Reporters’ Dispatches: A tribute to Bob Wiener

Reporters’ Dispatches: A tribute to Bob Wiener

On Sept. 15, NJJN Staff Writer Robert Wiener died after a prolonged illness. He was 78. Several of his current and former colleagues shared their recollections of Bob (additional memories can be found at

Ron Kaplan, former NJJN features editor:

Bob Wiener was the first one from the Jewish News staff to greet me, just after I was hired in 2004. The welcome came in the form of a message to my home e-mail, inviting me to lunch. He couldn’t have known what that meant to someone entering a brand-new profession after 20-plus years in non-profit, totally unsure of how I would fit in. As a media veteran, he could have been stand-offish, looking down on this interloper, but that just wasn’t Bob. He was your rumpled uncle. Didn’t care much about appearances and loved to tell stories.

Shortly after I came on board, I brought my daughter, Rachel, to work. She must have been about 11 at the time. When he learned during their chat that she loved photography, he asked her to take a picture for him for an article he was working on, something he normally would have done himself. It was just a simple exterior shot of the Whippany JCC, but it made Rachel — now a professional photographer — feel grown-up and, again, welcome, a word that circles back to Bob.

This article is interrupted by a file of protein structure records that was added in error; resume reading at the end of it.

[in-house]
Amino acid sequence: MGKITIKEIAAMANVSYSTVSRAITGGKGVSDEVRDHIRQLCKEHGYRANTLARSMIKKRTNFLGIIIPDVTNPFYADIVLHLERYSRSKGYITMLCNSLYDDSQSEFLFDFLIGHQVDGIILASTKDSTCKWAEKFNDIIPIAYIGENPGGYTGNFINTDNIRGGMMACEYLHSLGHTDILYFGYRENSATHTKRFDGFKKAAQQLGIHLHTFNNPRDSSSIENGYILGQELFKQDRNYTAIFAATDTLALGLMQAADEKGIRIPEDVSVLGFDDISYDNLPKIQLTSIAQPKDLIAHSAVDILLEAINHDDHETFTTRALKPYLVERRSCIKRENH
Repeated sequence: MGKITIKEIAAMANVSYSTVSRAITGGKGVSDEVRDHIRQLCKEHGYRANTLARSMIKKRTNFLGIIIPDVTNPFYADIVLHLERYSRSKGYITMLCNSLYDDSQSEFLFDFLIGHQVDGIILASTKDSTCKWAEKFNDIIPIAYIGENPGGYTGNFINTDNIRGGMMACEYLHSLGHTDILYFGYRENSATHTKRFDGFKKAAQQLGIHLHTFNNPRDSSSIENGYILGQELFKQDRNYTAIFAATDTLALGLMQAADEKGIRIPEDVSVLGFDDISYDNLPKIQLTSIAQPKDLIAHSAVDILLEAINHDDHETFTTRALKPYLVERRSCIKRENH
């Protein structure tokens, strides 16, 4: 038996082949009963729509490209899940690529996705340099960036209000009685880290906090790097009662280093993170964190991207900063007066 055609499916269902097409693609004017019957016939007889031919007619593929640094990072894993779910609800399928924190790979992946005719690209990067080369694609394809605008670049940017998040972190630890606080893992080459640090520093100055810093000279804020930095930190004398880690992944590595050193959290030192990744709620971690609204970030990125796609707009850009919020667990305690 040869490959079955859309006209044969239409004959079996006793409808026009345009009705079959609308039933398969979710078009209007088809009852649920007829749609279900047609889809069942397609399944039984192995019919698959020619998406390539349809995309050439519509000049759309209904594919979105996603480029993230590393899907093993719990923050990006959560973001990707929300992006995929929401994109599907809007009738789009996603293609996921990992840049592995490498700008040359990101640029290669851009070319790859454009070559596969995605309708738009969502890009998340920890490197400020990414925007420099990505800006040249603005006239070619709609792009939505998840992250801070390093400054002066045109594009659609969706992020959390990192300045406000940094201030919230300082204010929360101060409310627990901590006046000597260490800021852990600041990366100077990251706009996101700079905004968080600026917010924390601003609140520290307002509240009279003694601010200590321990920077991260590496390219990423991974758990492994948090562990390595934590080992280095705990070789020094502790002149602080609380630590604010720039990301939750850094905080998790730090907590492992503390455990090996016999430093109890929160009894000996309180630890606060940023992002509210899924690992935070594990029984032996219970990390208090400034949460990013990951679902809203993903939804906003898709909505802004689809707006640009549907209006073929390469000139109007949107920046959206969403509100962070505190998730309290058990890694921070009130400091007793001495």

Shira Vickar-Fox, NJJN managing editor:

Bob liked to be on the go. When he came into the office wearing a blazer over his usual uniform of a button-down shirt, trousers, and suspenders (minus his usual Teva sandals) I knew it was because he was covering an event or meeting such as an NCJW speaker, a New Jersey-Israel commission meeting, or Jewish Historical Society gala.

He loved being out and about — traveling was one of his pastimes — and I like to think that had to do with his being a people person at heart, even if his gruffness sometimes repelled rather than attracted others. He routinely invited me to lunch at the Brookside Diner and although I never went, I sometimes joined him in the break room where he loved to tell stories of errant rabbis or on-the-road snafus from his days as a TV producer. He liked to goad and prod, especially when it came to the subject of Jewish observances, of which he claimed to have none. Out of seeming left-field, he would ask me, “Would you attend a prayer service if you would be counted in a minyan?” Or “Do you believe in an afterlife?” I never hesitated to answer him honestly, although I often felt too strapped for time to give him the thorough answer he deserved. I will always remember Bob’s joie de vivre.